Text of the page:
13 February 2011

Wadsworth Trog

Race report from Leechyboy:

Four men,Yorkshire.
We stood by the car enjoying a sip of Chateau de Chiserly from a cardboard carton while reflecting on a grand race. Similar in stats to That’s Lythe, GPS measuring it at 21.4 miles and an estimated 4,000 climb - but moorland trods are a very different kind of running to the familiar tracks and mainly firm footing of Lythe.

The day began at 6:45, the alarm sounding half an hour before I went to bed. Steve Obediah Jeffs collected me (John Gessiah Leech), Dave Etheidwithas Deason and Jarv Zipporahs Jarvis for the two hour drive to Chiserly above Hebden Bridge to take on the Wadsworth Trog once more.

Discussion in the car hinted that the race would not be a stroll in the park. Heavy snow two years ago made the Walsh stud navigation method rather easy, though heavy going under foot. Then last year think fog made any kind of nav a problem, especially for runners new to the course. As we approached Hebden Bridge, Etheidwithas’ face showed some apprehension, deja vu - despite a clear forecast, thick fog was all around. With time to spare before the start we were soon appreciating the hospitality of the Calder Vale, tea, coffee, bickies, bananas and tangerines aplenty. The organisation, marshalling and refreshments throughout the day were top notch.

Time to gather at the start and the weather had a treat in store for us, the fog lifted as the race began - as far as I know a unique downhill start descending for some distance before any hint of a rise. My clothing choice for a warm top and cold legs soon led to removing outer layers, way overdressed for the gradual climb to the moors now that the cooling fog had lifted. Steve comfortably eased past me on the first climb, slowly stretching away over the next few checkpoints until I could no longer see him in the distance. Once on the open moor it became apparent that this years complication was the amount of water on the ground. Peat moorland, tussocky grass and deceptively deep puddles made going tough, long open sections across the tops needing careful foot placement and frequent dips into mud anywhere between ankle and thigh deep - the kind of bogs where you can easily lose a shoe, but may well come up with a better pair.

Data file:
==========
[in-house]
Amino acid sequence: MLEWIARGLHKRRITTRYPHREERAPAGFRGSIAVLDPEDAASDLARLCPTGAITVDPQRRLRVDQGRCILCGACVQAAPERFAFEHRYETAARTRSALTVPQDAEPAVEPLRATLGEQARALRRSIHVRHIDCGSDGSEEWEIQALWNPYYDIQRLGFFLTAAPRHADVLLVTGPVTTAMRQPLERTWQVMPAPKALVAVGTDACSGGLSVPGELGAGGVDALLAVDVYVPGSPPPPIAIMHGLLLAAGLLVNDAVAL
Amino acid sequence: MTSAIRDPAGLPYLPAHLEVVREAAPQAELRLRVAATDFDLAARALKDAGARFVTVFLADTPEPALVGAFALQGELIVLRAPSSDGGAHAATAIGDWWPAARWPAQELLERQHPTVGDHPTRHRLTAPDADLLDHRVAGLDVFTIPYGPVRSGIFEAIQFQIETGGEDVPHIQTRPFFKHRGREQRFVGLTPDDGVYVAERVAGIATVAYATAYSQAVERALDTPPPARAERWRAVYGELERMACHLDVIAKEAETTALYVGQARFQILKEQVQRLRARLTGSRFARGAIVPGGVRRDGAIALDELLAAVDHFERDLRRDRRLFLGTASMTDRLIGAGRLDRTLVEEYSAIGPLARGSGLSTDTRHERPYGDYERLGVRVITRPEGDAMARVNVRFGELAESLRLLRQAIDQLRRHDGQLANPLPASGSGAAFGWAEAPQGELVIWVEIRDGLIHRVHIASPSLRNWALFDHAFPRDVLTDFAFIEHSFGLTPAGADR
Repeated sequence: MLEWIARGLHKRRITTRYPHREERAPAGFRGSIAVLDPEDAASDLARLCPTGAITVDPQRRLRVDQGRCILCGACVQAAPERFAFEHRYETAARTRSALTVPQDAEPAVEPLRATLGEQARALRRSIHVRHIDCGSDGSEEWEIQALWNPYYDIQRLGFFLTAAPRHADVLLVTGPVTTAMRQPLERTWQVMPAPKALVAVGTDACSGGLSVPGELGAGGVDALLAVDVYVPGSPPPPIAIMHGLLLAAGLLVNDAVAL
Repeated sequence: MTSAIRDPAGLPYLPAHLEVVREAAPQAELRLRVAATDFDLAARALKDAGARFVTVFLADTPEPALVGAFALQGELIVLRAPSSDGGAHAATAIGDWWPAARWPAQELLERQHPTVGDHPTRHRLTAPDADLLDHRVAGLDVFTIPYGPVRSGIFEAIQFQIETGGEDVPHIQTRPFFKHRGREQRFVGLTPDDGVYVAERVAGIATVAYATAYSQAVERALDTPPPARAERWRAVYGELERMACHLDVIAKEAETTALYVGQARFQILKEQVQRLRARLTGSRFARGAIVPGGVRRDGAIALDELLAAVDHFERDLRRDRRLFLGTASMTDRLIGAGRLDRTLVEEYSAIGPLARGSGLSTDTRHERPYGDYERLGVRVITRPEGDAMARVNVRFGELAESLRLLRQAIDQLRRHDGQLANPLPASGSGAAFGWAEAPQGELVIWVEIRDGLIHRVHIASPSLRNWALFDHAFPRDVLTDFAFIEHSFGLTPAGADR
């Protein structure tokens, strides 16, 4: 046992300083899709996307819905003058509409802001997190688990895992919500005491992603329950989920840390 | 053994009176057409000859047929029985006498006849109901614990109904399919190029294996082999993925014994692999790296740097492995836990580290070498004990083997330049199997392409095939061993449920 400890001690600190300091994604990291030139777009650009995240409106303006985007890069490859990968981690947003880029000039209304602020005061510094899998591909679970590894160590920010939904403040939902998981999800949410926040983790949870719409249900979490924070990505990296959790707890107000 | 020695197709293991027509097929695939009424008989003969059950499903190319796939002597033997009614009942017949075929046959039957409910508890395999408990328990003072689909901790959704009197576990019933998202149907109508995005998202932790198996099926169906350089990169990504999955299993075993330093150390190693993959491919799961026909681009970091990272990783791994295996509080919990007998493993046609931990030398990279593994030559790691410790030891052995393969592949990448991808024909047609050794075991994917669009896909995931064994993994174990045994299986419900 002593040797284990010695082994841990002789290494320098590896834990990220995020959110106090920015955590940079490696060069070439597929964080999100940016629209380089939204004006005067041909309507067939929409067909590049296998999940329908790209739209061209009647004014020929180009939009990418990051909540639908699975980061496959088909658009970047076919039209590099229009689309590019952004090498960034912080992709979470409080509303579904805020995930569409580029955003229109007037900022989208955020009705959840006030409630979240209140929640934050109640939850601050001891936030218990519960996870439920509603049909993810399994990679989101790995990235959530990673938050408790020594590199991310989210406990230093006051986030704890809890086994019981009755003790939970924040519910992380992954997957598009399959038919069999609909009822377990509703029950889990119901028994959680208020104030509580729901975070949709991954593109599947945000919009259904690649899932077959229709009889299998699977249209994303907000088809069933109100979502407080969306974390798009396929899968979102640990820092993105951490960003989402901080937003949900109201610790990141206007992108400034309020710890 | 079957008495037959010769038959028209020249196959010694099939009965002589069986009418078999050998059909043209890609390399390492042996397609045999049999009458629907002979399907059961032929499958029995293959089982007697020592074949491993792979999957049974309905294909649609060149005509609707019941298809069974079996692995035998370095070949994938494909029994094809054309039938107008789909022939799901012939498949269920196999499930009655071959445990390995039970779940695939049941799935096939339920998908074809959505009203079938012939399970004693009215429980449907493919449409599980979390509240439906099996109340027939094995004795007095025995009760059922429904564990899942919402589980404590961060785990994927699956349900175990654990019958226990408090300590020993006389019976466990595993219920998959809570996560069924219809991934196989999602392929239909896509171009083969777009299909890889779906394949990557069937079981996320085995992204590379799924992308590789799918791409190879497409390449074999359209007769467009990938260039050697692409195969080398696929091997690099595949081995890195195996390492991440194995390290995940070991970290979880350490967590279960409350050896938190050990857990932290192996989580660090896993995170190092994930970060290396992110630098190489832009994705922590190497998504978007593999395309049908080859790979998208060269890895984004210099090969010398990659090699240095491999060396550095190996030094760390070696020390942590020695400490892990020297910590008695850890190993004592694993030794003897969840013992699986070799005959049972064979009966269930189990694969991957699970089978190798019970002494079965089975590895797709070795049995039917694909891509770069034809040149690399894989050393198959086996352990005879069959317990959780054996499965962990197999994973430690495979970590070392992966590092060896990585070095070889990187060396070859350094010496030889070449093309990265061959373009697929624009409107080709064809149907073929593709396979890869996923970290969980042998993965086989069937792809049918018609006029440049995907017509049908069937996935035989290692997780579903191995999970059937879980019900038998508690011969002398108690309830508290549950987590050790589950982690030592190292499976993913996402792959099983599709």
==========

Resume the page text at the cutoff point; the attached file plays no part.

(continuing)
The route twists and turns, several checkpoint being common to both the outward and return sections of the circuit. Higher sections are on narrow trods on vast featureless open moorland, a form of sensory depravation making any boulder formations or ancient ruins a welcome sight. Half way is marked by a loop around the back of a rare landmark, Withins ruin (thought to be the inspiration for a building in Wuthering Heights), runners passing each other on this short spur from the main path. It seemed strange that Steve and I crossed over at the exact same point as our previous Trog. This is one of about 4 checkpoints where the marshals have laid on drinks and biscuits - a brief pause to throw a cup of liquid down my neck and grab a bicky to top up energy levels on the move. On returning to the main track I looked for Dave and Jarv, but the field was well stretched, no familiar faces in sight.